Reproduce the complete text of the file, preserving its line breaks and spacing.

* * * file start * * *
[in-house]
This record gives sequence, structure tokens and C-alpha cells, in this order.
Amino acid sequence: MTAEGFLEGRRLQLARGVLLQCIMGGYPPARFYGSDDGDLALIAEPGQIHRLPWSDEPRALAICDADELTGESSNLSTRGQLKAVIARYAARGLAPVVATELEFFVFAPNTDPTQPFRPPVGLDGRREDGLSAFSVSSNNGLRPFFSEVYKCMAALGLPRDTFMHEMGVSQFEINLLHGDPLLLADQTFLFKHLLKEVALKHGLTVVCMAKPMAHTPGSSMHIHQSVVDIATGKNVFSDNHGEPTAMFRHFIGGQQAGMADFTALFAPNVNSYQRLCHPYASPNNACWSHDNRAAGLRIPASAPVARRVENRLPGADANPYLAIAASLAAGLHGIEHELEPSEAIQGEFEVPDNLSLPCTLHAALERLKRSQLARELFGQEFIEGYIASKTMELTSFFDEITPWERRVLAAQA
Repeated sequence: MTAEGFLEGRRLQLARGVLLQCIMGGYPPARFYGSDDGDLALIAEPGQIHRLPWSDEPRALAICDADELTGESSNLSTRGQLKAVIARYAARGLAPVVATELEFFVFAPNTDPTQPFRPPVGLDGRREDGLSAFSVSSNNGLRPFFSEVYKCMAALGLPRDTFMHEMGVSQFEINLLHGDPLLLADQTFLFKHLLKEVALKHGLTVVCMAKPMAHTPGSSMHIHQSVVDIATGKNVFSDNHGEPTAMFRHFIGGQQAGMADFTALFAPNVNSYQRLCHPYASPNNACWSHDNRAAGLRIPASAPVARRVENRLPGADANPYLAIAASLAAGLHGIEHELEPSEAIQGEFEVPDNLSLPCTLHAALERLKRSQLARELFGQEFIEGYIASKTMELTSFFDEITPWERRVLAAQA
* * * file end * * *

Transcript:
[in-house]
This record gives sequence, structure tokens and C-alpha cells, in this order.
Amino acid sequence: MTAEGFLEGRRLQLARGVLLQCIMGGYPPARFYGSDDGDLALIAEPGQIHRLPWSDEPRALAICDADELTGESSNLSTRGQLKAVIARYAARGLAPVVATELEFFVFAPNTDPTQPFRPPVGLDGRREDGLSAFSVSSNNGLRPFFSEVYKCMAALGLPRDTFMHEMGVSQFEINLLHGDPLLLADQTFLFKHLLKEVALKHGLTVVCMAKPMAHTPGSSMHIHQSVVDIATGKNVFSDNHGEPTAMFRHFIGGQQAGMADFTALFAPNVNSYQRLCHPYASPNNACWSHDNRAAGLRIPASAPVARRVENRLPGADANPYLAIAASLAAGLHGIEHELEPSEAIQGEFEVPDNLSLPCTLHAALERLKRSQLARELFGQEFIEGYIASKTMELTSFFDEITPWERRVLAAQA
Repeated sequence: MTAEGFLEGRRLQLARGVLLQCIMGGYPPARFYGSDDGDLALIAEPGQIHRLPWSDEPRALAICDADELTGESSNLSTRGQLKAVIARYAARGLAPVVATELEFFVFAPNTDPTQPFRPPVGLDGRREDGLSAFSVSSNNGLRPFFSEVYKCMAALGLPRDTFMHEMGVSQFEINLLHGDPLLLADQTFLFKHLLKEVALKHGLTVVCMAKPMAHTPGSSMHIHQSVVDIATGKNVFSDNHGEPTAMFRHFIGGQQAGMADFTALFAPNVNSYQRLCHPYASPNNACWSHDNRAAGLRIPASAPVARRVENRLPGADANPYLAIAASLAAGLHGIEHELEPSEAIQGEFEVPDNLSLPCTLHAALERLKRSQLARELFGQEFIEGYIASKTMELTSFFDEITPWERRVLAAQA